Obama proposes plan to make community college free

Sophomore criminal justice major Nick Delariva has received help with paying for college through federal financial aid programs. He said it is unlikely he would be able to go to school without the assistance. Photo credit: Michael Mcclurg

President Barack Obama rolled out a bold proposal during his State of the Union address: make the first two years of community college completely free.

To be eligible for the program, called America’s College Promise, students would need to be a part-time or full-time student, have at least a 2.5 GPA and be making steady progress towards graduation or transferring to a four-year institution.

“You gotta earn it,” Obama said during the speech.

The goal of this plan is to increase graduation rates, lower student debts and decrease the income gap. The tuition program would help an estimated 9 million students each year if the plan was passed into law by Congress.

The plan is expected to cost $60 billion over ten years. Seventy-five percent of the cost would be paid for by the federal government, and the rest of the tab would be picked up by participating states.

Students working their way through community college prior to a transfer would find the program helpful, said Valerie Ilacqua, a Chico State student working on her master’s in speech pathology.

“It took me two years,” Ilacqua said. “I’m thankful that i was able to finish as soon as possible. It’s a lot of work to finish in two years. Unfortunately, they didn’t prepare me. I had to take six classes every semester to finish.”

Student debt and graduating on time are two major issues currently facing post-secondary education.

According to a study by the National Center of Education Statistics, out of 19,000 students who entered community college for the first time in 2003, only 25 percent of them received a certificate or associate’s degree within six years.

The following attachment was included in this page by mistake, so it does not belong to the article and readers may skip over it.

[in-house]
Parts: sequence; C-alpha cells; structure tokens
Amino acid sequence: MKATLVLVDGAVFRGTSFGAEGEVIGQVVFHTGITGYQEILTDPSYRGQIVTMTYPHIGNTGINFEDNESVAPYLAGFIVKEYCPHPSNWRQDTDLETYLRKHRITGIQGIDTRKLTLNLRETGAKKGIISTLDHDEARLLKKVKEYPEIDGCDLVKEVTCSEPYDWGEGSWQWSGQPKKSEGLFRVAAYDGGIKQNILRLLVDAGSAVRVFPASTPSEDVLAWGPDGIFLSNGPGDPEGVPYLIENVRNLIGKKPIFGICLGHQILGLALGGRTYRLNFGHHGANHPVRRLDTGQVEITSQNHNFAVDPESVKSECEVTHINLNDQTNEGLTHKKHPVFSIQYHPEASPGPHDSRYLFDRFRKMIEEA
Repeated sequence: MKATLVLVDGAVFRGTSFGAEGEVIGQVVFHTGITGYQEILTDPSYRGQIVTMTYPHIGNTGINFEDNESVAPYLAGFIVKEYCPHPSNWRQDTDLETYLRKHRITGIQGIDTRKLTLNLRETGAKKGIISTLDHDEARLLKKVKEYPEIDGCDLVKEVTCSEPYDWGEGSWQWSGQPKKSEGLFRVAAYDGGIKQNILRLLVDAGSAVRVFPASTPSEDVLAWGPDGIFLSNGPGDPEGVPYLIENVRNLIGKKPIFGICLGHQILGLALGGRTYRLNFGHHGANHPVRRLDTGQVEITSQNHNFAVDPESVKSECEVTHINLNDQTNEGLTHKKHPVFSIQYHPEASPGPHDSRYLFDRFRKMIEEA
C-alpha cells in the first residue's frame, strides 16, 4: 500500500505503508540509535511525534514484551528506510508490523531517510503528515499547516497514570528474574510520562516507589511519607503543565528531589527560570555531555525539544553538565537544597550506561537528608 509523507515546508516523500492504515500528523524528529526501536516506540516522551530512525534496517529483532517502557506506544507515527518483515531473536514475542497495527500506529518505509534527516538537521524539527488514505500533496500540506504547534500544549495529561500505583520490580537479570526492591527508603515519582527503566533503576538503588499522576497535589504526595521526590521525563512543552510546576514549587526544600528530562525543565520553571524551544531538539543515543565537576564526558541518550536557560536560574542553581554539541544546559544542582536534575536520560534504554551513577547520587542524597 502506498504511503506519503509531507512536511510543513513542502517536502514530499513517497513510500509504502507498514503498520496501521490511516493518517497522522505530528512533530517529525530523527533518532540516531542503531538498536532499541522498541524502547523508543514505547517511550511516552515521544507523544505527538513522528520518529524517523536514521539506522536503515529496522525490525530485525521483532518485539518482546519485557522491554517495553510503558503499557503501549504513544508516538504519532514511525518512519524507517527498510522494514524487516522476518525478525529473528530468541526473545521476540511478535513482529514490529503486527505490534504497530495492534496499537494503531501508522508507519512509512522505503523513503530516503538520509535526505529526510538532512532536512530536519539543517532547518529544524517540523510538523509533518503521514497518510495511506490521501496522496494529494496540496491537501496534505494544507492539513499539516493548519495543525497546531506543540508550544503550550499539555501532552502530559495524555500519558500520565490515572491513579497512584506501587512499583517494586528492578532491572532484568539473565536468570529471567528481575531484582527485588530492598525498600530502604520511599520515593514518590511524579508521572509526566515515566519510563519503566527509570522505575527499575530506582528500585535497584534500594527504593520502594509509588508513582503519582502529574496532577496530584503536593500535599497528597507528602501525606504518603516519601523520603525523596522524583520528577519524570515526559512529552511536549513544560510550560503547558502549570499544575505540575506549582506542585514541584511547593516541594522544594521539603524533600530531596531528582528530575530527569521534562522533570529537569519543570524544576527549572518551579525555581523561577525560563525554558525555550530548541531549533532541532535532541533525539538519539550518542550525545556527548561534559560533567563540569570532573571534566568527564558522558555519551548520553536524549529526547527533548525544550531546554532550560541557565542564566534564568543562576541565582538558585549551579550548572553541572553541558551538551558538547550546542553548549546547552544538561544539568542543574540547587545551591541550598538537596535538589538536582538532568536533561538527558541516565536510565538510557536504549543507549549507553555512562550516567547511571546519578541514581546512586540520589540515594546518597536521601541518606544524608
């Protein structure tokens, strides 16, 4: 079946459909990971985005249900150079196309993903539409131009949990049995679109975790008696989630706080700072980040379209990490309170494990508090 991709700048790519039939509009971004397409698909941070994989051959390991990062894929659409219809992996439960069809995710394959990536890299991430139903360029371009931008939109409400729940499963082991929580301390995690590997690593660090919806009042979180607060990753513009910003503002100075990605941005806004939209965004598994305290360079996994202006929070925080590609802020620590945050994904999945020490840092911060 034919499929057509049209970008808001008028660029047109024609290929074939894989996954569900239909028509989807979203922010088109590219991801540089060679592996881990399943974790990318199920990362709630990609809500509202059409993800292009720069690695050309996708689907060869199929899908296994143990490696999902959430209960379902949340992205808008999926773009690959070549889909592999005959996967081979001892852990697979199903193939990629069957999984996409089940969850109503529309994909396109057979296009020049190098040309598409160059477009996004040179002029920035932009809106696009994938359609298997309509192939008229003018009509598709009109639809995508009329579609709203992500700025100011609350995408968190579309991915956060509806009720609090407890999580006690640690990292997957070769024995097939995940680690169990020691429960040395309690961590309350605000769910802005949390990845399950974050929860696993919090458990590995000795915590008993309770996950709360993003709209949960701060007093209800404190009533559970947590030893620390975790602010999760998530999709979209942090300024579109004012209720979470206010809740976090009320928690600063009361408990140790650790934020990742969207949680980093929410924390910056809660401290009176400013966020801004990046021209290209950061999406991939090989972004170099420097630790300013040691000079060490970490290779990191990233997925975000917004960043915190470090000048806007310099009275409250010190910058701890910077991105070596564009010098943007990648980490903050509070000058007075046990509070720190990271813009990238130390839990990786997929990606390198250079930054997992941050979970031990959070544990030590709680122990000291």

College graduates in 2010 finished school with an average debt of $26,000. This new policy also calls for community colleges to make reforms to increase student learning outcomes.

Obama is also proposing an extension of the American Opportunity Tax Credit to 2017. The tax credit, which covers student’s tuition and other enrollment fees, saves students $2,500 a year. It covers the first four years at a post-secondary institution and is awarded to taxpayers with a joint income of $160,000 or less.

Obama had already taken action previously to increase investment in Pell Grants, raising the maximum award to $5,730 for the 2014-15 academic year.

These types of financial aid awards are key to students who are finding themselves unable to pay for college, said Nick Delariva, sophomore criminal justice major.

“I wouldn’t be able to go to school probably,” Delariva said. “The grant really helped me out.”

Obama’s plan, which would have to be passed through Congress before being enacted into law, is modeled after similar free tuition programs in Chicago and Tennessee.

Michael McClurg can be reached at [email protected] @michaelmcclurg on Twitter.